Manuel Valls, former prime minister of France, defends in the Academy a Catalonia far from the unique speech and the identity cult
Manuel Valls, former prime minister of France; Santiago Castellà, full academician and member of the Governing Board of the Royal European Academy of Doctors-Barcelona 1914 (RAED), and Joan Francesc Pont, also full academician and member of the Board of Government of the RAED, starred on the past 10 January in the debate organized by the Royal Academy and the Union of French Abroad “Laïcité-laicidad. Dos caminos diferentes en Francia y en España con valores comunes” (Secularism, two different paths in France and in Spain with common values). The session, which took place in the Catalan labour National Works Promotion in the presence of some 250 people -the maximum capacity of the room- was headed by Alfredo Rocafort, president of RAED, and moderated by the French economist and politician Richard Onses, corresponding academician elect of the RAED.
Valls defended the concept of secularism beyond religion and as a pillar of democracy. “Political power must remain neutral in all those areas that by definition cannot be universal, such as religious denominations, political ideologies or ethnic or cultural identities. No particular cult should have institutional privileges, be they economic, legal, administrative or symbolic, over others”.
Future candidate for mayor of Barcelona, Valls did not elude to the Catalan political situation to illustrate his reflection. “What I try to explain we see in the party taking part of the Catalan Government in favour of a way of being Catalan that is only of a few Catalans, in favour of a Catalan identity that does not identify all Catalans. The politicization of institutions, the media and the education system, put at the service of the creed that only part of the citizenry professes, we see in the invasion of public space, which belongs to everyone, with the particular symbology. We see it in the homogenization, in those joint editorials, which are the perfect symbol of what is not pluralism, of what is not freedom of conscience, of what is not secularity”, he said.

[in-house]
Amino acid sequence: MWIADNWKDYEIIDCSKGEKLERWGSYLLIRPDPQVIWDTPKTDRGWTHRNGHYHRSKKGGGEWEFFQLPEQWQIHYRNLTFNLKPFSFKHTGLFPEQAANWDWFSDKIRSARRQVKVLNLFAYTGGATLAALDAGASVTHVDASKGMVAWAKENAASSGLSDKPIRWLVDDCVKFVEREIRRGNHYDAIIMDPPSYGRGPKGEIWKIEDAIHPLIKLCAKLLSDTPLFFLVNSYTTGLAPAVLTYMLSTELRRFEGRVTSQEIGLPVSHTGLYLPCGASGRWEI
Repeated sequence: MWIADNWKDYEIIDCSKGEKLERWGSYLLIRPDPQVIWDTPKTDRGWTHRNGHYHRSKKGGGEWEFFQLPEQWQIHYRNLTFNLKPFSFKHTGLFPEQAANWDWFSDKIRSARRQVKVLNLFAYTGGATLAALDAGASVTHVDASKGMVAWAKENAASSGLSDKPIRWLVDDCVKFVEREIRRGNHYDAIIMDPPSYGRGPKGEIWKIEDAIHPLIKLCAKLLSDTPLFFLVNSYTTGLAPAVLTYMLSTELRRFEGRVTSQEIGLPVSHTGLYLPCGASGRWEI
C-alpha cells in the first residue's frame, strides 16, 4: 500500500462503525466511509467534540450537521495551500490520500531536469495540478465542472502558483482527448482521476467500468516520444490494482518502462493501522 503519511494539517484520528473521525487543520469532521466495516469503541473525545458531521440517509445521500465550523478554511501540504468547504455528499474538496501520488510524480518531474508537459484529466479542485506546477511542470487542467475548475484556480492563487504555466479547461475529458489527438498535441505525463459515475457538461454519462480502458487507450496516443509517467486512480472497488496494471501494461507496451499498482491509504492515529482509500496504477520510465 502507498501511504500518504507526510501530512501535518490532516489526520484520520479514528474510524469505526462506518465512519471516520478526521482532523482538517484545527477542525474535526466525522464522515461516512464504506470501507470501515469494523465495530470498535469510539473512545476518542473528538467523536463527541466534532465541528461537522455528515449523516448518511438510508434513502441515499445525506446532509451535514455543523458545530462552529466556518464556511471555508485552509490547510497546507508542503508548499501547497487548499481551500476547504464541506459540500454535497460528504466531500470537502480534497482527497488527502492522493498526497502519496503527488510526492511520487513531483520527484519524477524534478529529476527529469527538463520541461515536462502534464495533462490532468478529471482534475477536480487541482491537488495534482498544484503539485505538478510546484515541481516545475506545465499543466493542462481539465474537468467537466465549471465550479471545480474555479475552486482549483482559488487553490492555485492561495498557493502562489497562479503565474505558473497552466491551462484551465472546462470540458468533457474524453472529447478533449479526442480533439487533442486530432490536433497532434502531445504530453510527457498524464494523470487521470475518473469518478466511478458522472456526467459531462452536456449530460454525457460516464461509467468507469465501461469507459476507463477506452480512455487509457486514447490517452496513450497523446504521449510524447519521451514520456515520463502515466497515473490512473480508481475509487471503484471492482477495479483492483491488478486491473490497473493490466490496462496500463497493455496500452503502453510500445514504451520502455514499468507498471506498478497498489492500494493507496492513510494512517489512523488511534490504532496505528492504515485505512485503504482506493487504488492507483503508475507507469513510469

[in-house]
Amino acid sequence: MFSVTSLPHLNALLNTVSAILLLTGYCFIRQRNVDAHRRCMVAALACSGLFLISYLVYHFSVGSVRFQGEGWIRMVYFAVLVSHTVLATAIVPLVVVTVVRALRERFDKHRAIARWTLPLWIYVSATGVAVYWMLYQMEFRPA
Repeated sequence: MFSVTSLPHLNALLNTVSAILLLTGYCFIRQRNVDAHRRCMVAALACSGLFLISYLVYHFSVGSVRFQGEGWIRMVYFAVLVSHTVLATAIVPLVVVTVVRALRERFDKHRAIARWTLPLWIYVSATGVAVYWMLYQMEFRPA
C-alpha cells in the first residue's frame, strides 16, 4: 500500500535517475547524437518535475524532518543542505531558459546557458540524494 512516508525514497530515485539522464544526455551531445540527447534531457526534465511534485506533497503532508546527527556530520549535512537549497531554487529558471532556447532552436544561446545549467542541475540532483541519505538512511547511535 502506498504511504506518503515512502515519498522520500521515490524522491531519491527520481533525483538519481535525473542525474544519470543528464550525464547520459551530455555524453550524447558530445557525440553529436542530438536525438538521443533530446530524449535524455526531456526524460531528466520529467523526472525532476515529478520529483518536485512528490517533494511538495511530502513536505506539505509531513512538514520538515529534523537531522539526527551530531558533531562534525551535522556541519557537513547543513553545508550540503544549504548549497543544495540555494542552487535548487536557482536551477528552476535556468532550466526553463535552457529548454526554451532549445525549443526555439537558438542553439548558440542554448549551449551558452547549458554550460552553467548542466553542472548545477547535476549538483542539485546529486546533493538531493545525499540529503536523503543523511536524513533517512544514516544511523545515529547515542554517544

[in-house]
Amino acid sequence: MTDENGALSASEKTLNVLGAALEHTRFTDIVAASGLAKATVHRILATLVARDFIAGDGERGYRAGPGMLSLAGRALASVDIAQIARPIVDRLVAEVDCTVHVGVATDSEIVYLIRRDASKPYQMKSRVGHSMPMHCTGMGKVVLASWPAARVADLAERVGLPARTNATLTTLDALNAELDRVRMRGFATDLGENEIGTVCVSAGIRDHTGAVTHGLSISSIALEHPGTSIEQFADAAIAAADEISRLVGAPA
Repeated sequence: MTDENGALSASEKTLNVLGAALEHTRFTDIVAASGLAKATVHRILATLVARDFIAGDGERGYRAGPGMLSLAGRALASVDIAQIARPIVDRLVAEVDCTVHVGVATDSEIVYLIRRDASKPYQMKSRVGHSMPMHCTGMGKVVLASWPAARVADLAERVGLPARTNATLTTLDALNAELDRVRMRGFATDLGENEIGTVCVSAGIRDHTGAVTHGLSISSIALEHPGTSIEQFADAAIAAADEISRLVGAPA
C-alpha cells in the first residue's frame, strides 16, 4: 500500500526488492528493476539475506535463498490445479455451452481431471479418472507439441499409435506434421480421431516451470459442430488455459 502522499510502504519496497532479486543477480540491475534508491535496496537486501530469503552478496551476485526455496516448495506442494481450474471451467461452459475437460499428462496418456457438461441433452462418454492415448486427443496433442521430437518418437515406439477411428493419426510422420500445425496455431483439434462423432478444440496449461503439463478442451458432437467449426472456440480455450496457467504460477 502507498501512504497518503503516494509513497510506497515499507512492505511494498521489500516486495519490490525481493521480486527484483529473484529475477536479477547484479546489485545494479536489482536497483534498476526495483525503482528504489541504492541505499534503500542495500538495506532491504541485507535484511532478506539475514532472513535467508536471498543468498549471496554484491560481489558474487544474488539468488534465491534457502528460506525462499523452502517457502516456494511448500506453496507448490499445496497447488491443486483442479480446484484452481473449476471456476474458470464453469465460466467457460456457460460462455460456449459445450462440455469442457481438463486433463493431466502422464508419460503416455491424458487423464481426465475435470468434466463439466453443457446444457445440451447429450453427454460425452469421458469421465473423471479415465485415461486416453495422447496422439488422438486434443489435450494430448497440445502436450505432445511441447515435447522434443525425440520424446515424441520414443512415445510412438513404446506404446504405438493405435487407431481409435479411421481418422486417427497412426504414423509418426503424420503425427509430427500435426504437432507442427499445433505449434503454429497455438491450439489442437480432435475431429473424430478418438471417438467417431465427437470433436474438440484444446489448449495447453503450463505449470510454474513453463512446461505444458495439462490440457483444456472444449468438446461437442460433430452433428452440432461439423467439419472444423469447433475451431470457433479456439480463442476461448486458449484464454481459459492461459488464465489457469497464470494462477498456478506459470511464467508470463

Pont, meanwhile, agreed that the principle of secularism is not only an element of inspiration of the legal system, but is also the engine of the emancipation of citizens to exercise their freedom of conscience. “Secularism is the spiritual architecture of an open society and therefore it is not the denial of interest in the search for transcendence but, on the contrary, respect for free inquiry about the great problems that have always preoccupied the human being. Spain did the homework with the Constitution, but he still has a long way to go to turn secularism into a truly valid principle”, he said.
Castellà argued that in today’s heterogeneous and multicultural societies, the rules of coexistence cannot but be based on the principle of a secularism that goes beyond religion. “They must allow us to build a public space that is plural, open, tolerant, that allows everyone to concur with their own values and their own worldview without interfering in others and at the same time building a space where everyone can feel good”, he explained.
For Rocafort, this successful debate affects the vocation of service of the Royal Academy. “The day on which the Royal European Academy of Doctors organizes a debate on the principle of secularism is confirming that its centennial academic vocation is to favour ideological pluralism, research capacity, dialogue between ideas and different conceptions and above all, the inalienable right of the human being to doubt the channels through which an itinerary of coexistence in freedom and spontaneous search for happiness is built”, he said.